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Africa Health awards research grants to PhD students

Article-Africa Health awards research grants to PhD students

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Medical researchers received a total of US$10,000 to continue studies on underrepresented healthcare segments in Africa.

Three inspirational minds — Dr. Ankia Coetzee, Kebatshabile Ngoni and Yasmin Casmod — were awarded medical research grants of US$5,000, US$3,000 and US$2,000, respectively, at a special ceremony hosted at the 10th edition of Africa Health in Johannesburg, South Africa.

The event is an initiative to give PhD students in Africa a springboard to pursue their passion while sparking conversations around some of the most pressing healthcare concerns plaguing the continent. The research categories were Women’s Health; Laboratory Medicine; Public Health; and Quality Management and Infection Control.

The top three candidates won against a pool of over 20 submissions from universities in Africa. Besides the grant, they also received an exclusive opportunity to present their work on stage at the first-of-its-kind Transformation Zone, where the audience consisted of key stakeholders, decision-makers and practitioners.

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Dr. Ankia Coetzee, University of Stellenbosch, South Africa

“Globally, most research excludes the people of Sub-Saharan Africa, or if they do include them, it is limited to people to West Africa. It is essential to note that there are some differences between different ethnicities in terms of the physiological contributing factors to hyperglycaemia in women.

“With this grant, I hope to expand on that foundation and work alongside others to bring solutions related to this. I think it will take a very long time to reach that pinnacle but as long as we can make an indent into that big black hole of Type 2 Diabetes and its management in female patients,” said Dr. Ankia Coetzee from the University of Stellenbosch, South Africa, ranked first with her subject, “Hyperglycaemia in pregnancy in South Africa: Closing the gaps — Maternal health, Non-Communicable Disease”.

Diversity and inclusion are leading topics of conversation in research in the region, as Kebatshabile Ngoni from the University of Gaborone, Botswana, highlighted how studies around routine haematologic markers for cervical cancer tend to omit HIV patients.

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Kebatshabile Ngoni, University of Gaborone, Botswana

“I started my research to look at the impact of HIV on immune cells and see how that relates to the overall survival of HIV-positive cervical cancer patients. This is an important topic that needs more attention,” she said.

Ngoni showcased her topic, “Impact of HIV infection on pre-treatment haematologic markers and innate effector cells among cervical cancer patients in Botswana: implications on overall survival — Laboratory Medicine” at the event.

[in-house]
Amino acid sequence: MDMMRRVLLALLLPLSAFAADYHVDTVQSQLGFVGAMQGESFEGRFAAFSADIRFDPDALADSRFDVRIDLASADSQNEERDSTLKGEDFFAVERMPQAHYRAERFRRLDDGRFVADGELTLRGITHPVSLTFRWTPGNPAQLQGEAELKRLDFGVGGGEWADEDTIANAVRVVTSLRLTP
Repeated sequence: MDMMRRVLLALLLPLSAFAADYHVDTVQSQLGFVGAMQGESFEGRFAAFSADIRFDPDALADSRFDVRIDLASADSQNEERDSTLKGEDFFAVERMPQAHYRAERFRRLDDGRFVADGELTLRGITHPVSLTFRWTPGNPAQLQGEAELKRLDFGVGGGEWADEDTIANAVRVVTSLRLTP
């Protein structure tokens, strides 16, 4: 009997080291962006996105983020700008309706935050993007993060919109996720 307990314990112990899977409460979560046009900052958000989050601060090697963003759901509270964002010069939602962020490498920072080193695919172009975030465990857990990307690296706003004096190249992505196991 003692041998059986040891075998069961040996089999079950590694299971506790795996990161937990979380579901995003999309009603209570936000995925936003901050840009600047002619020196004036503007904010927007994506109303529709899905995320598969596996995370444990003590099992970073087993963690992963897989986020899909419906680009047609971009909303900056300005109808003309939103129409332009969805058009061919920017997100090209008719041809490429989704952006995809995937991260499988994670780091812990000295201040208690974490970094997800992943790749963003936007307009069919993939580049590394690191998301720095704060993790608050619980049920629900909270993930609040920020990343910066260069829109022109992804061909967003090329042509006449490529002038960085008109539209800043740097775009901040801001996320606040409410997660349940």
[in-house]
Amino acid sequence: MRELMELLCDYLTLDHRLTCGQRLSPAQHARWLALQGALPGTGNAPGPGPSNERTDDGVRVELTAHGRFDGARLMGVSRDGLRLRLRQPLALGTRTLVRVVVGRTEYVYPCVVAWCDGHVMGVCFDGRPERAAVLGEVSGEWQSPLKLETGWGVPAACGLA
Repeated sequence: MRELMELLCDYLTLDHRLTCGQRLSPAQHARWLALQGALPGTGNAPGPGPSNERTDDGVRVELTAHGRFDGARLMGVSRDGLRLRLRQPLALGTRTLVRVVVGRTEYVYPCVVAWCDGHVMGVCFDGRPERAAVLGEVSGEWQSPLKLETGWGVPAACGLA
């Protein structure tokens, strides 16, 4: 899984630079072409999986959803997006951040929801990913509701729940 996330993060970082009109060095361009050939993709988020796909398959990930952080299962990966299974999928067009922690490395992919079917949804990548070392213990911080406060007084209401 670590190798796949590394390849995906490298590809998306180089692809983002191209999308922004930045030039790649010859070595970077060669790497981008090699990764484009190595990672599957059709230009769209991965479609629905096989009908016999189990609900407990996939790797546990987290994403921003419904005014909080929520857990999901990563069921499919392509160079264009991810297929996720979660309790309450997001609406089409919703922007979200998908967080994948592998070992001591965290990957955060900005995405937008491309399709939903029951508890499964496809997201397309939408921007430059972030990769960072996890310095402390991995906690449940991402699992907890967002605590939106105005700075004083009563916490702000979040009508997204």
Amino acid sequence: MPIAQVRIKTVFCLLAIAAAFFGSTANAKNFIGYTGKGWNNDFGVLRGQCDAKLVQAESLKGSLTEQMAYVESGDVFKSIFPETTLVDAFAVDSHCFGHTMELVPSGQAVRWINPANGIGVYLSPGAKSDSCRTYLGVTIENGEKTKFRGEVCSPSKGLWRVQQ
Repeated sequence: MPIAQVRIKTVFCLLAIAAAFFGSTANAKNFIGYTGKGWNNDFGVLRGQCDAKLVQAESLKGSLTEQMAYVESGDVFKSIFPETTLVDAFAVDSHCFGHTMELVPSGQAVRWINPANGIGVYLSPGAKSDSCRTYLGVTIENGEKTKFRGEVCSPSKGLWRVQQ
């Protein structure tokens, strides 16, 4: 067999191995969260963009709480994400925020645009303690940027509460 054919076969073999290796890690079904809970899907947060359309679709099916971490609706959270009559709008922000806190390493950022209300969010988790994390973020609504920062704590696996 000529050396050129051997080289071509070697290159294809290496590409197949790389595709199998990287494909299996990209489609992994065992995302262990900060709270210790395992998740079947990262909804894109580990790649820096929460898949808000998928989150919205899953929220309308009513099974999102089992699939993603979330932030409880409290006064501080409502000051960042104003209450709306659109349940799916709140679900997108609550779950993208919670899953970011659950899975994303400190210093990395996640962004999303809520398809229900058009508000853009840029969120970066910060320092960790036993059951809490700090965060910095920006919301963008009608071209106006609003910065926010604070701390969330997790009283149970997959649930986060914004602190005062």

“I am excited to be a runner-up and receive this grant. It will help me continue my studies and finish my project,” she said. Ngoni’s preliminary findings show the differential between the neutrophils and lymphocytes, which is missed as a prognostic marker in HIV patients.

“We need some systemic-based therapies to try and boost the immune system of these patients in order for them to be able to fight the disease,” she added.

Yasmin Casmod from the University of Witwatersrand, South Africa, was the second runner-up with her research paper titled, “A programme to support the development of ultrasound skills for midwives practising in primary healthcare facilities in Gauteng - Women’s Health”.

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Yasmin Casmod, University of Witwatersrand, South Africa

Describing herself as a stenographer with a special interest in obstetric ultrasound, Casmod said that her experience at the Rahima Moosa Mother and Child Hospital in Johannesburg led her to this journey.

“We would often see patients that never had an ultrasound nor had the facilities for a scan, and when they would refer to us, it was sometimes too late. I am passionate about creating equal healthcare for all patients, especially for pregnant patients.

“In the African context, midwives are the ones that see patients all the time, so what if we could bring in at least one basic ultrasound device in their area, empower them, and enhance the care that they provide such that they are able to identify high-risk patients on time?” she added.

Casmod is currently at the final stage of her research where a group of midwives are undergoing training at a community healthcare clinic in Gauteng. “This is part of a pilot project, and we hope to complete it by the end of November this year.”

Africa Health, organised by the Informa Markets’ Global Healthcare Group, took place at the Gallagher Convention Centre in Johannesburg between October 26 and 28, and featured 12 CPD-accredited conferences featuring the latest insights into cutting-edge procedures, techniques, and skills.

To learn more about Africa Health and keep track of its future editions, visit:

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